8. Ummm, you realize it's not a real tattoo on a real person, right?
  9. This was a new-to-me issue, and I can honestly say I don't think I missed anything by not buying it. I can't quite pin it down, but it didn't feel like a fully thought out, original story. It almost had that emergency fill-in issue feel. Also, as others have pointed out, the artwork wasn't first class. In at least one panel, I'd swear Harrison Ford had been used as the model for John. :D Of course, I really don't care anything for soccer/football. I don't think that should make that much of a difference, as I can read a compelling story about any sport, but it the subject matter didn't help sell me the story. I'm not sure about a numerical rating, but I'm thinking about four or a five.
  10. I read the first Morrison issue in the bookstore. That is the Batman I love and remember. Even though it was just a bit jokey, it was almost enough to drive me back into the comic book store. I guess I'll just have to make it a point of getting to the bookstore again next month...
  11. How could anybody find Thor Frog boring? ;) (Or was that not Simonson? I was never the biggest Thor fan, and my memory is likely rusty.)
  12. One of the reasons I like Ferguson is that he interviews writers and intellectuals (scientists, academics, etc.) on a more regular basis than Letterman, Leno, O'Brien, Kimmel, Daly, etc. and he usually does a fairly decent (for a talk show) job of it. I get the feeling that last night his hands were tied a bit by his corporate masters and that Mina got short changed. If the first guest is married to a CBS bigwig and has a CBS show of her own I can see how she'd get more time on a CBS show than she should ever deserve. I did hear that Mina was scheduled to make a Bouchercon appearance (mystery novel convention) in Chicago (I think that's the location) this year.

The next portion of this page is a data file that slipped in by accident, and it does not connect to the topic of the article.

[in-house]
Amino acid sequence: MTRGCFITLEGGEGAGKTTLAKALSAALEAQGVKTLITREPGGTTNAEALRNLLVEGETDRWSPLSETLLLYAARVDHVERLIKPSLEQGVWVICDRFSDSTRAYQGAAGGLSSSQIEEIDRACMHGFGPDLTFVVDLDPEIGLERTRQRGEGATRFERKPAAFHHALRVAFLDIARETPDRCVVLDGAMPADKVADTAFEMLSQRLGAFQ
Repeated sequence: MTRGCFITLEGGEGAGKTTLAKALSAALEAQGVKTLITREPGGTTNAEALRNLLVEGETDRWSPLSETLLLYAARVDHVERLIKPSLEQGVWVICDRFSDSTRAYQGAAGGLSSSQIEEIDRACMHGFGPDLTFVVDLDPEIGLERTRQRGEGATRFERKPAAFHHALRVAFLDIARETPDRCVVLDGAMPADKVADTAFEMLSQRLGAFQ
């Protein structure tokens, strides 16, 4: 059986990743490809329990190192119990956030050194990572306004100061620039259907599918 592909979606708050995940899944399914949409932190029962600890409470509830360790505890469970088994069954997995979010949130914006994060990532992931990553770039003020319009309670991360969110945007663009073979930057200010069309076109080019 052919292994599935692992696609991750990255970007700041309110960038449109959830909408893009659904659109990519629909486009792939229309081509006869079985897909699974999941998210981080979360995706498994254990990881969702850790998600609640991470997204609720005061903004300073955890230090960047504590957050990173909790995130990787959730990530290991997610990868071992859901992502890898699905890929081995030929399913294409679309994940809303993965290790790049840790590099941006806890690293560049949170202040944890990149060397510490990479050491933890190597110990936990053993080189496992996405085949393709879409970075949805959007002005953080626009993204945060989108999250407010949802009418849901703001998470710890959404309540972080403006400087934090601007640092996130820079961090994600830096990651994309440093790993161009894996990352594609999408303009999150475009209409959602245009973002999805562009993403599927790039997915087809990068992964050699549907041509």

13. I was just about to shut down the TV and hit the hay, when I heard Craig Ferguson announce his guest list for tonight. I double checked the listing, just to make sure I got the name right. It seems Mina is scheduled to be on tonight. Tuesday, July 11 Julie Chen (Big Brother) Echo & The Bunnymen (The Killing Moon) Denise Mina (The Dead Hour) For those not familiar with the show it is on CBS at 12:30 p.m. and is officially titled "The Late Late Show with Craig Ferguson."